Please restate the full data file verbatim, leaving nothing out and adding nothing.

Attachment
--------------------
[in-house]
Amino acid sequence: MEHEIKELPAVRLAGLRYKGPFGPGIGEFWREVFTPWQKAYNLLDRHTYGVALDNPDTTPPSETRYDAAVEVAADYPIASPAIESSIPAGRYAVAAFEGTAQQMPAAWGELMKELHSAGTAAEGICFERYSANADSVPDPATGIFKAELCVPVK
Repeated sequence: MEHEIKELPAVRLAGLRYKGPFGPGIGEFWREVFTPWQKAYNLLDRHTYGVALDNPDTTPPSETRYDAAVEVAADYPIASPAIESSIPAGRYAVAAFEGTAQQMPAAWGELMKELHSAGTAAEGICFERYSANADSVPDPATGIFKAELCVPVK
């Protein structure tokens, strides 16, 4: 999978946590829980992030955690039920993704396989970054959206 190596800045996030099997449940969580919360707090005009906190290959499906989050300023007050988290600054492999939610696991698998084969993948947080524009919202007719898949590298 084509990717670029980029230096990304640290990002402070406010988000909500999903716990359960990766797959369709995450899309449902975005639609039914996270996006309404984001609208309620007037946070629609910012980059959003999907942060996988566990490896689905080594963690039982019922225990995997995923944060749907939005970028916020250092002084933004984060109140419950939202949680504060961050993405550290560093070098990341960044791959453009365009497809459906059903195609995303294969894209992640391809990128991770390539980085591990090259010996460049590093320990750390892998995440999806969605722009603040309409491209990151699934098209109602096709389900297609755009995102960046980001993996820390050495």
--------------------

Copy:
[in-house]
Amino acid sequence: MEHEIKELPAVRLAGLRYKGPFGPGIGEFWREVFTPWQKAYNLLDRHTYGVALDNPDTTPPSETRYDAAVEVAADYPIASPAIESSIPAGRYAVAAFEGTAQQMPAAWGELMKELHSAGTAAEGICFERYSANADSVPDPATGIFKAELCVPVK
Repeated sequence: MEHEIKELPAVRLAGLRYKGPFGPGIGEFWREVFTPWQKAYNLLDRHTYGVALDNPDTTPPSETRYDAAVEVAADYPIASPAIESSIPAGRYAVAAFEGTAQQMPAAWGELMKELHSAGTAAEGICFERYSANADSVPDPATGIFKAELCVPVK
């Protein structure tokens, strides 16, 4: 999978946590829980992030955690039920993704396989970054959206 190596800045996030099997449940969580919360707090005009906190290959499906989050300023007050988290600054492999939610696991698998084969993948947080524009919202007719898949590298 084509990717670029980029230096990304640290990002402070406010988000909500999903716990359960990766797959369709995450899309449902975005639609039914996270996006309404984001609208309620007037946070629609910012980059959003999907942060996988566990490896689905080594963690039982019922225990995997995923944060749907939005970028916020250092002084933004984060109140419950939202949680504060961050993405550290560093070098990341960044791959453009365009497809459906059903195609995303294969894209992640391809990128991770390539980085591990090259010996460049590093320990750390892998995440999806969605722009603040309409491209990151699934098209109602096709389900297609755009995102960046980001993996820390050495």